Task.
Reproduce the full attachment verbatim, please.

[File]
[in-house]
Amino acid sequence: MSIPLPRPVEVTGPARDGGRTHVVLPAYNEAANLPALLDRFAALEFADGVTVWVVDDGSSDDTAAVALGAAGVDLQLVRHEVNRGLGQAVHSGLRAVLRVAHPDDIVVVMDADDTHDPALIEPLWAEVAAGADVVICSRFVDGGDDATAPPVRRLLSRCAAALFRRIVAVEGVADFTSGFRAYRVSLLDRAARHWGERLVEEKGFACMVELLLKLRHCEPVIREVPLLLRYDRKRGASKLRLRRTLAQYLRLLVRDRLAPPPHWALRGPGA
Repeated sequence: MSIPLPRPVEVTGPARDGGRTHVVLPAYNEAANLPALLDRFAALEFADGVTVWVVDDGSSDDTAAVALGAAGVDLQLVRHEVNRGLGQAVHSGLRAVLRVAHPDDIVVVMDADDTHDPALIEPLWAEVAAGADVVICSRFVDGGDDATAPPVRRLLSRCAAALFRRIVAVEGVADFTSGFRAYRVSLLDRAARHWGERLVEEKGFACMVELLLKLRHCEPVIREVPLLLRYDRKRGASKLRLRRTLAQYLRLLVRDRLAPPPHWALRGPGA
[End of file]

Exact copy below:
[in-house]
Amino acid sequence: MSIPLPRPVEVTGPARDGGRTHVVLPAYNEAANLPALLDRFAALEFADGVTVWVVDDGSSDDTAAVALGAAGVDLQLVRHEVNRGLGQAVHSGLRAVLRVAHPDDIVVVMDADDTHDPALIEPLWAEVAAGADVVICSRFVDGGDDATAPPVRRLLSRCAAALFRRIVAVEGVADFTSGFRAYRVSLLDRAARHWGERLVEEKGFACMVELLLKLRHCEPVIREVPLLLRYDRKRGASKLRLRRTLAQYLRLLVRDRLAPPPHWALRGPGA
Repeated sequence: MSIPLPRPVEVTGPARDGGRTHVVLPAYNEAANLPALLDRFAALEFADGVTVWVVDDGSSDDTAAVALGAAGVDLQLVRHEVNRGLGQAVHSGLRAVLRVAHPDDIVVVMDADDTHDPALIEPLWAEVAAGADVVICSRFVDGGDDATAPPVRRLLSRCAAALFRRIVAVEGVADFTSGFRAYRVSLLDRAARHWGERLVEEKGFACMVELLLKLRHCEPVIREVPLLLRYDRKRGASKLRLRRTLAQYLRLLVRDRLAPPPHWALRGPGA